Welcome to today’s show, Stalag 17 (1953), my name is John. As always you can subscribe to the show on iTunes or follow the links to social media in the podcast show notes. You can also go to snarkymoviereviews.com to read notes, bios, and other random movie thoughts. Remember this show is completely free and independent. All I ask is that you jump over to iTunesand give me a review.
I love this movie. It’s been my favorite movie for most of my adult life. Occasionally it is eclipsed by A Bridge Too Far (1977) when I’m focused on bureaucracies. But I jump back to Stalag 17 (1953) when I’m feeling real cynical. William Holden, who I think is a much better actor than most people believe is amazing as Sefton, a POW with no redeeming societal values. Holden’s wife told him he only received the best actor Oscar for this role as an apology for not winning it for Sunset Blvd. (1950).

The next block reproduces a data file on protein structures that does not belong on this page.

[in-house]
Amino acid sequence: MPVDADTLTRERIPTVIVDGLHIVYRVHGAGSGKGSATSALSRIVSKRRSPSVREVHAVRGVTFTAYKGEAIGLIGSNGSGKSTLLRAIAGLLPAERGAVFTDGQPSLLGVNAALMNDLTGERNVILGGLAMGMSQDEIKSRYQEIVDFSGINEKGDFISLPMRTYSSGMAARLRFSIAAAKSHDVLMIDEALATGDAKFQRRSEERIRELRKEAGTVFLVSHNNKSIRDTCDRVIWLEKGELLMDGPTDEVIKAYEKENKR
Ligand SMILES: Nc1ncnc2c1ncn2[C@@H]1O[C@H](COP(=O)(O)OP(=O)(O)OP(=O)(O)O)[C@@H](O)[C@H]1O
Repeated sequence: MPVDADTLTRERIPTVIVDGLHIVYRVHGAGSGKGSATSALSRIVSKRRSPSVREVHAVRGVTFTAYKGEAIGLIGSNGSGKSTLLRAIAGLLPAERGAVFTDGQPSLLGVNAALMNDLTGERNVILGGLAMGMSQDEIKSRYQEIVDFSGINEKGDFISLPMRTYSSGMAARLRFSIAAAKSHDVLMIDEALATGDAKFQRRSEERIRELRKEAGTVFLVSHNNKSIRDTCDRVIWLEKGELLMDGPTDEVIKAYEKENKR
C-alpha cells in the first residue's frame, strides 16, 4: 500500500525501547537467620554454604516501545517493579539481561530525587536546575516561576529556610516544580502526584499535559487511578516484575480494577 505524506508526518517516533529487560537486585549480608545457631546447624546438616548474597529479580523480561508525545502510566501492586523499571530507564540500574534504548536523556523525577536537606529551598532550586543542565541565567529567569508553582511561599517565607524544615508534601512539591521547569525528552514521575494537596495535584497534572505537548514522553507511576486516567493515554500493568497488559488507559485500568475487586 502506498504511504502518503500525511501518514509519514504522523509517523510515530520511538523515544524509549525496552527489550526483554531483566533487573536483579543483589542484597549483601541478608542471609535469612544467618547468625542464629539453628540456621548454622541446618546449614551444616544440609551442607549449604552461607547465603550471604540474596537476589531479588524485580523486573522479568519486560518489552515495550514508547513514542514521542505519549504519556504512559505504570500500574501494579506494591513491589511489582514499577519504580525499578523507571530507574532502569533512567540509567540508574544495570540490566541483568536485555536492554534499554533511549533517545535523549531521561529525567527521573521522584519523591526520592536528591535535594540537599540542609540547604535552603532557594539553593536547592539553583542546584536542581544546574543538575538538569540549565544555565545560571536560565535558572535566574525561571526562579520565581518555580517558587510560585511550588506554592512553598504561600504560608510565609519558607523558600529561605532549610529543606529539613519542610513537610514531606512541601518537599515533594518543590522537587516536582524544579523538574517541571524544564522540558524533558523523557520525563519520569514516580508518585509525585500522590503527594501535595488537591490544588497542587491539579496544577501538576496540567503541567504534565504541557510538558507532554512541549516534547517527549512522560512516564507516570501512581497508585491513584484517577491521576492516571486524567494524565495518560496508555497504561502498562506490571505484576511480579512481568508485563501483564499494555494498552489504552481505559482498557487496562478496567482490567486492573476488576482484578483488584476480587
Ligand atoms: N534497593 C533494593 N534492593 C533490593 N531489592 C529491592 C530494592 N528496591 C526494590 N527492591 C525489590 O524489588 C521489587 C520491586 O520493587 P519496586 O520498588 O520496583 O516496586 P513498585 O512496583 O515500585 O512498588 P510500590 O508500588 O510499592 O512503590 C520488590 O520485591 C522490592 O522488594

However, it is … Continue reading
William Holden began working in Hollywood as a piece of beefcake. But when he got the roll of Joe Gillis opposite Gloria Swanson in Sunset Blvd (1950) the world found out he not only looked good, he could act.
William Holden (1918 – 1981) won the Academy Award for Best Actor in 1953 for his role in Stalag 17. Holden starred in some of Hollywood’s most popular and critically acclaimed films, including Sunset Blvd (1950), The Bridges at Toko-Ri (1954), Sabrina (1954), The Bridge on the River Kwai (1957), The Wild Bunch (1969), Picnic (1955), The Towering Inferno (1974), and Network (1976).
Living in Pasadena, Holden was spotted by a talent scout from Paramount Pictures in 1937 while playing the part of an 80-year-old man. Holden’s birth name was William Franklin Beedle, Jr. His last name was changed to Holden by an agent that was still in love with his ex-wife. The ex-wife was Gloria Holden who starred in Dracula’s Daughter (1936).
Holden had two uncredited roles before his first starring … Continue reading